and non-canonical network along the course of a ‘connection’ must be converted in format at
each of the network boundaries.
Depending upon the service needs of the higher layer protocol being carried by LLC,
there are two different variant forms of the protocol, called LLC type 1 (LLC1) and LLC
type 2 (LLC2).
LLC1 uses only u-frames (unnumbered frames) with a 1 byte control field. It is suited to
providing an unacknowledged connectionless service, as is suited to the carriage of IP (Internet
protocol). In the LLC1 format, there are only three different types of frame: UI (unnumbered
information: control field value = 03H); XID (exchange information: control field value = AF
or BF) and test frames (control field value = E3 or F3).
In contrast to LLC1, LLC2 provides a connection mode service very similar to HDLC. It is
based on a 2-byte control field (1 byte for u-frames) as illustrated in Figure 4.7 and Table 4.3.
This format is used for connection-oriented network, transport or session protocols such as
IBM’s SNA (systems network architecture), X.25 over ethernet or NetBEUI. Under LLC2,
frames need to be acknowledged.


Local area networks (LANs)

Figure 4.7

LLC control field (canonical) format (for coding see Table 4.3).

Table 4.3

LLC type 2 (LLC2) control field signals and coding



Signal purpose





Sequence numbers of
sent frames N(S)
and next frame
number expected to
be received N(R),
effectively an
of all previously
received frames
Receive ready and
of all frames up to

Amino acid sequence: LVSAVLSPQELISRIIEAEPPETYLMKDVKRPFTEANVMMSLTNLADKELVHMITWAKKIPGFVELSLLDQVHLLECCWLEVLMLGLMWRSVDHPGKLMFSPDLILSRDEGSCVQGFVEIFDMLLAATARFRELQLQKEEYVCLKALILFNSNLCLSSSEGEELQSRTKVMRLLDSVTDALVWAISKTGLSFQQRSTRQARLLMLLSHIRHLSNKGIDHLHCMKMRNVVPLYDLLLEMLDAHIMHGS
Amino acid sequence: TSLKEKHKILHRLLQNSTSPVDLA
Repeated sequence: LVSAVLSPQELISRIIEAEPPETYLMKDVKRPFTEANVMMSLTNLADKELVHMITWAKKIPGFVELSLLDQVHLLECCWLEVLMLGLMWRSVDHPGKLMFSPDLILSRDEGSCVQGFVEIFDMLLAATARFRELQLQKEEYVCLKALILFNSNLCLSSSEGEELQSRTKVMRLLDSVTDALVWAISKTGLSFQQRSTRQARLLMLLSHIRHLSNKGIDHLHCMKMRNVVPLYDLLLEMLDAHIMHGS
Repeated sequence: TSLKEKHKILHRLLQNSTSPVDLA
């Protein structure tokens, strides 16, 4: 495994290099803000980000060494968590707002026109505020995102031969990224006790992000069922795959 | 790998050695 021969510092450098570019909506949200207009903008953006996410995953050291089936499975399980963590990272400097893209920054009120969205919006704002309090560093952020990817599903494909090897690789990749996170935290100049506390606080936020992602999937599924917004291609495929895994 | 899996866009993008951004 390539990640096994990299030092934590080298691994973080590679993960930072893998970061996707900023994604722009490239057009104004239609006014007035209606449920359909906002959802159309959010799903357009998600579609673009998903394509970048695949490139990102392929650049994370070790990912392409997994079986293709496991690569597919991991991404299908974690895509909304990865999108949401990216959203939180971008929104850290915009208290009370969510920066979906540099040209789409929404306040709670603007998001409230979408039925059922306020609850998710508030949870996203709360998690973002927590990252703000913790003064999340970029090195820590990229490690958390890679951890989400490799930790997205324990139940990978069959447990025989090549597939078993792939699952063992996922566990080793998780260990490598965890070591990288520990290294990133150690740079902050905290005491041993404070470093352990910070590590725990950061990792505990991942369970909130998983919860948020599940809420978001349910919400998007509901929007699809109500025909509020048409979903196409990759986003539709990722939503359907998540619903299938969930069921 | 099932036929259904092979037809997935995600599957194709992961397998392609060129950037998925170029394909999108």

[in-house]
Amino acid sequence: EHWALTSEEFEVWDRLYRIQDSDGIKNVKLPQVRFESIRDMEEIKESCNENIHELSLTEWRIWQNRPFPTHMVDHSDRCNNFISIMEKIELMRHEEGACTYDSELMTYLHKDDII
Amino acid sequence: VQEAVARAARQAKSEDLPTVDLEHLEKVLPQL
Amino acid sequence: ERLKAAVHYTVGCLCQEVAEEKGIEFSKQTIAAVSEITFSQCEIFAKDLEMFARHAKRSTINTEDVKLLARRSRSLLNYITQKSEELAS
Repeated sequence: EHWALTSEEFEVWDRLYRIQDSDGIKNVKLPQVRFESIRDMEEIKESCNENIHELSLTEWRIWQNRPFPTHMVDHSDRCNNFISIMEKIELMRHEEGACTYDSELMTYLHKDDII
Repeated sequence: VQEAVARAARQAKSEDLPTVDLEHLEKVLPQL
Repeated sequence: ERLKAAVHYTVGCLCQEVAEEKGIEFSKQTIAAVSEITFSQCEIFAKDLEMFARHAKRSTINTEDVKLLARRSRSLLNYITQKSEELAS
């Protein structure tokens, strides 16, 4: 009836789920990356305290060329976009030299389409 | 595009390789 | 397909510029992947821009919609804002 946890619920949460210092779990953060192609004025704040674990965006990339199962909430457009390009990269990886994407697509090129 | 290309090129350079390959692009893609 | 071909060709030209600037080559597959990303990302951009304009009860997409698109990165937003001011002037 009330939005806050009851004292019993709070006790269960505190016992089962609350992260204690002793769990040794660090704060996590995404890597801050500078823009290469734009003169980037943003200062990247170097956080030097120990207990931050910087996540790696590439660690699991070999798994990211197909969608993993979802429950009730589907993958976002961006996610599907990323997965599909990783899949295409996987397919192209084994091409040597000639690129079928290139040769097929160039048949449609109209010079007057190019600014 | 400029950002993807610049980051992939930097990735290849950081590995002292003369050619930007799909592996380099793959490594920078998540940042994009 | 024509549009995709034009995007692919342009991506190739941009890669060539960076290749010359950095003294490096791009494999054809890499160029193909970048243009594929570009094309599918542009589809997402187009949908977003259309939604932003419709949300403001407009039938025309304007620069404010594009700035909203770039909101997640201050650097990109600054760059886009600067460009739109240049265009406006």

and including
Receive not ready, but
of all frames up to
and including
Reject, requests
retransmission of
all frames from and
including N(R)th
Set asynchronous
balanced mode;
secondary stations
may send at any






Control field coding



1st byte value: 7 bit
N(S), then 0 (sent
0 then N(S), LSB
2nd byte value: 7 bit
N(R) then Poll bit

P = Poll bit

1st byte value: ‘0000
2nd byte value: 7 bit
N(R), then P/F bit

P = Poll bit
F = Final bit

1st byte value: ‘0000
2nd byte value: 7 bit
N(R), then P/F bit

P = Poll bit
F = Final bit

1st byte value: ‘0000
2nd byte value: 7 bit
N(R), then P/F bit
1st byte value: ‘011P

P = Poll bit
F = Final bit

1st byte value: ‘010P

P = Poll bit

P = Poll bit

Ethernet physical layer — basic functions of the physical layer signalling (PLS)
Table 4.3




Signal purpose

(continued )
Control field coding

having received a
U-frame with a
‘set’ command
Disconnected mode;
notification of a
protocol error
Frame reject




1st byte value: ‘011F

F = Final bit

1st byte value: ‘000F

F = Final bit

1st byte value: ‘100F

F = Final bit

4.5 Ethernet physical layer — basic functions of the physical layer
signalling (PLS)
The basic mode of operation of the physical layer of ethernet is reflected in the original name
used for the IEEE 802.3 standard: CSMA/CD (carrier sense multiple access with collision
detection). It is said to be a contention protocol. The various functions carried out are divided
into sublayers within layer 1 (physical layer) as illustrated in Figure 4.4.
The basic principle is that stations should always listen on the bus for transmissions. Each
transmission ‘heard’ on the bus must have its destination MAC address inspected to check
whether it matches the station’s own address. If the two addresses match (that in the ‘heard’
frame and that of the station itself), then the station reads the frame into its receive buffer.
Otherwise the frame is ignored.
When a station wishes to send data, it must wait until the bus (Figure 4.1c or Figure 4.3a)
is free. It may then transmit a frame onto the bus. While doing so, the transmitter must check
that the frame does not collide with a frame sent almost simultaneously from another station.
The possibility of collision arises because all the stations contend equally for the use of the